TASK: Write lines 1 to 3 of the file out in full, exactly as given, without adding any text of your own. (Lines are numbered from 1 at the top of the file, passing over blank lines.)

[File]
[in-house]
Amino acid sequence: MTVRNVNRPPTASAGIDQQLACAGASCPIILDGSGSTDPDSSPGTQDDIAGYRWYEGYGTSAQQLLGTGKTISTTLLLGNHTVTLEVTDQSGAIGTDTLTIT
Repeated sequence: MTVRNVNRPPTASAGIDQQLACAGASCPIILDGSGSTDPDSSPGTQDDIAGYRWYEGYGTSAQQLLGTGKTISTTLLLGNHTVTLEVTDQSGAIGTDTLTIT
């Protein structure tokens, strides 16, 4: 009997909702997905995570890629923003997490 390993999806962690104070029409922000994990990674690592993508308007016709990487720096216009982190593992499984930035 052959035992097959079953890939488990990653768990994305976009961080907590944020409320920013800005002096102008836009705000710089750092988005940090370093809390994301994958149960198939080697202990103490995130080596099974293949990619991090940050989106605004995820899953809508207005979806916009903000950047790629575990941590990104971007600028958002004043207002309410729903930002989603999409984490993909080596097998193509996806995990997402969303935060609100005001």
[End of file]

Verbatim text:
[in-house]
Amino acid sequence: MTVRNVNRPPTASAGIDQQLACAGASCPIILDGSGSTDPDSSPGTQDDIAGYRWYEGYGTSAQQLLGTGKTISTTLLLGNHTVTLEVTDQSGAIGTDTLTIT
Repeated sequence: MTVRNVNRPPTASAGIDQQLACAGASCPIILDGSGSTDPDSSPGTQDDIAGYRWYEGYGTSAQQLLGTGKTISTTLLLGNHTVTLEVTDQSGAIGTDTLTIT